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Garner v. Colvin

United States District Court, D. Oregon, Eugene Division

February 4, 2015

CAROLYN W. COLVIN, Acting Commissioner of Social Security, Defendant.


ROBERT E. JONES, Senior District Judge.

Plaintiff Vicki Garner appeals the Commissioner's decision to deny her concurrent applications for disability insurance benefits and supplemental security income under Titles II and XVI of the Social Security Act. This court has jurisdiction under 42 U.S.C. § 405(g). I AFFIRM the Commissioner's decision.


Garner alleged disability beginning May 18, 2007, due to degenerative disc disease, shoulder pain, nausea, dehydration, blackouts, fibromyalgia, high cholesterol, hypertension, and depression. Admin. R. 19, 22, 167, 209. The ALJ applied the five-step disability determination process described in the regulations. Admin. R. 21-29.

The ALJ found Garner's ability to work limited by the combined effects of degenerative disc disease, past fusion surgery in the cervical region of the spine, fibromyalgia, and major depressive disorder. Admin. R. 21-22. The ALJ found that, despite her impairments, Garner retained the residual functional capacity ("RFC") to perform a range of sedentary work involving approximately two hours of standing or walking and six hours of sitting during the work day. He found that she had limited ability to push, pull, reach over head, climb, and engage in postural activities such as stooping, kneeling, and crawling. The ALJ found Garner limited to simple, routine tasks that can be learned in 30 days or less and involve only occasional contact with the public. Admin. R. 24.

The vocational expert ("VE") testified that a person of Garner's age, education, work experience, and RFC could perform the requirements of sedentary, unskilled occupations such as stuffer, eyeglass frame polisher, and surveillance system monitor, representing several hundred thousand jobs in the national economy. Admin. R. 28-29, 41-42. The ALJ concluded that Garner was not disabled for the purposes of the Social Security Act. Admin. R. 29.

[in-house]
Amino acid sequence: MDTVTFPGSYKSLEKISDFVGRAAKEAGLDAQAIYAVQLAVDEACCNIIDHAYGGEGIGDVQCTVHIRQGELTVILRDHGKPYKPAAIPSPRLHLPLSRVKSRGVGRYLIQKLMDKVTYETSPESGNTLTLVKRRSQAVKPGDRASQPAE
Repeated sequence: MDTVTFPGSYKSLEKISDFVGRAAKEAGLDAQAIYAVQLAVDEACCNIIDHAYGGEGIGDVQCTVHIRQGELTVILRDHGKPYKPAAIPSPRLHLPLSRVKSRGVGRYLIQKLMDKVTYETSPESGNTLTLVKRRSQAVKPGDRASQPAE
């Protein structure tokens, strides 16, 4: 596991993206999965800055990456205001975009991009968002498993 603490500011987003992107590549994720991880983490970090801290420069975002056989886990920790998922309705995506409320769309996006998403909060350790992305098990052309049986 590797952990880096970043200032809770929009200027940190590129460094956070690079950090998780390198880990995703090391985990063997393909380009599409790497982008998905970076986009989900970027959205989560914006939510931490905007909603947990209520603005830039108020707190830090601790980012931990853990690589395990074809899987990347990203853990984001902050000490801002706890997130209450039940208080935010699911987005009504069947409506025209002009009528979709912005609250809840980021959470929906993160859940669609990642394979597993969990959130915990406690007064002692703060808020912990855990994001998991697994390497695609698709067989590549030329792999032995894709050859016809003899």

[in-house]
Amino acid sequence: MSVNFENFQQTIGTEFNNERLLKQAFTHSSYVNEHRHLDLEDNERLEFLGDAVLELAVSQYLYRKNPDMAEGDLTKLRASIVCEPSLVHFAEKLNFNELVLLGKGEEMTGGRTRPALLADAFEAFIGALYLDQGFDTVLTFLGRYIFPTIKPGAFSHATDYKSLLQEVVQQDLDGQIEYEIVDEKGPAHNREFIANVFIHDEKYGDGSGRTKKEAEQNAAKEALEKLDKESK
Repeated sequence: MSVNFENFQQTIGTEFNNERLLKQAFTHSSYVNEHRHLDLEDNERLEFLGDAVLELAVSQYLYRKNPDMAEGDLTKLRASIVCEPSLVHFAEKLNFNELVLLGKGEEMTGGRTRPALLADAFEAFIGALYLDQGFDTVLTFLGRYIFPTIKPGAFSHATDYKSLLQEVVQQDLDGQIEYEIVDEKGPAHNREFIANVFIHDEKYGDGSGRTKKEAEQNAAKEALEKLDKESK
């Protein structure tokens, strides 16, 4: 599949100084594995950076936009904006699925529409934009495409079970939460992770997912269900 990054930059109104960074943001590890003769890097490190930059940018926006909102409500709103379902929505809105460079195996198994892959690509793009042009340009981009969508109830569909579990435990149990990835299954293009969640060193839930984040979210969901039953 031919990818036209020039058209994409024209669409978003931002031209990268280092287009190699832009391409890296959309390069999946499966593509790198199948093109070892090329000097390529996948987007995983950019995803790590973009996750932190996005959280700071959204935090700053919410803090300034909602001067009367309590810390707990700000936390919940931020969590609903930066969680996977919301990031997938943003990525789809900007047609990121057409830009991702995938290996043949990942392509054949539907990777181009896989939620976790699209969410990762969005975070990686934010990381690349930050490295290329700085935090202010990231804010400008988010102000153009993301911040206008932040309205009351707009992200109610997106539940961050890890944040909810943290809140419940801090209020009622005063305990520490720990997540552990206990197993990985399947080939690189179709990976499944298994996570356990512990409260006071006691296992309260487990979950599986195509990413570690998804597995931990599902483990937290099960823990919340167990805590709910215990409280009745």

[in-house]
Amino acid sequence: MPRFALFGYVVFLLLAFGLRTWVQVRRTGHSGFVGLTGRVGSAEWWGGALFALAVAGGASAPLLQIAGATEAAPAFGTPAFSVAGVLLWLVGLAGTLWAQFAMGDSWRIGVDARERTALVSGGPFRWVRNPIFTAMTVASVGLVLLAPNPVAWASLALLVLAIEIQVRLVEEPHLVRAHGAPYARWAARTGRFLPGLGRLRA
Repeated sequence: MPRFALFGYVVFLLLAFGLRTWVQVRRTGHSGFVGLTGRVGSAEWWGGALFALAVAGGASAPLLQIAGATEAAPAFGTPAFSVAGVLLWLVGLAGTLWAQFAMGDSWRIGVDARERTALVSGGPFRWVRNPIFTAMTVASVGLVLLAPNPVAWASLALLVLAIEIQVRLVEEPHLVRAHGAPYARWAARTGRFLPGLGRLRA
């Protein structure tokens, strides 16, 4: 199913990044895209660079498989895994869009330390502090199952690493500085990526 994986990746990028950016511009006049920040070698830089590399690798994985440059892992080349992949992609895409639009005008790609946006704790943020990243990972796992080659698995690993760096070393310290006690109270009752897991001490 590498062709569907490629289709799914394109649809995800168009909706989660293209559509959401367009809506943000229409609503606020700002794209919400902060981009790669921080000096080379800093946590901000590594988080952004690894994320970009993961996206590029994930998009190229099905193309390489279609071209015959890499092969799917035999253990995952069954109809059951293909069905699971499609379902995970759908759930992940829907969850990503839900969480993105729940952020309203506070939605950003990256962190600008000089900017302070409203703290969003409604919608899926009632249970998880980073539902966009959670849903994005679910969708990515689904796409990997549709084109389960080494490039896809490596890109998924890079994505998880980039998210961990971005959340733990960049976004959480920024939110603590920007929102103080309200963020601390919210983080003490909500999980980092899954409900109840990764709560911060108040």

The district court must affirm the Commissioner's decision if it is based on proper legal standards and the findings of fact are supported by substantial evidence in the record as a whole. 42 U.S.C. § 405(g); Batson v. Comm'r of Soc. Sec. Admin., 359 F.3d 1190, 1193 (9th Cir. 2004). Substantial evidence need not be a preponderance; it is such relevant evidence that a reasonable person might accept as adequate to support a conclusion. Robbins v. Soc. Sec. Admin., 466 F.3d 880, 882 (9th Cir. 2006). The Commissioner's factual findings must be upheld if supported by inferences reasonably drawn from the record, even if another rational interpretation is also supported. Batson, 359 F.3d at 1193; Andrews v. Shalala, 53 F.3d 1035, 1039-40 (9th Cir. 1995).


I. Claims of Error

Garner contends the ALJ improperly discounted her credibility and rejected the opinion of Scott Johnson, M.D., her primary care physician. She contends the ALJ should have given greater weight to the opinion of Linda Jensen, M.D., an agency reviewing physician. Garner argues these errors led the ALJ to elicit testimony from the vocational expert with hypothetical assumptions that did not accurately reflect her functional limitations.

II. Credibility Determination

In her application, Garner alleged she could not work because of the combined effects of a degenerative condition of the spine, fibromyalgia, and major depression. She said these conditions caused pain, fatigue, and inability to focus on job duties. Admin. R. 25, 209. At the administrative hearing, Garner testified that fatigue and pain made it necessary for her to lie down several times per day for up to 30 minutes at a time and take a three-hour nap in the afternoon. Admin. R. 25, 62. Garner also said she sometimes blacked out and would be in too much pain to get to work if she had a job. Admin. R. 58-62.

The ALJ found that Garner's medical condition reasonably could be expected to impose some degree of the limitations she claimed, but that Garner's statements about the limiting effects of her symptoms were not credible insofar as she claimed limitations that exceeded those in the RFC assessment. Admin. R. 25. Thus, the ALJ did not credit Garner's claims that she required an extended nap each day and frequent 30-minute breaks to lie down or that her symptoms would prevent her from getting to a place of employment. The ALJ acknowledged that Garner might experience some degree of discomfort while ...

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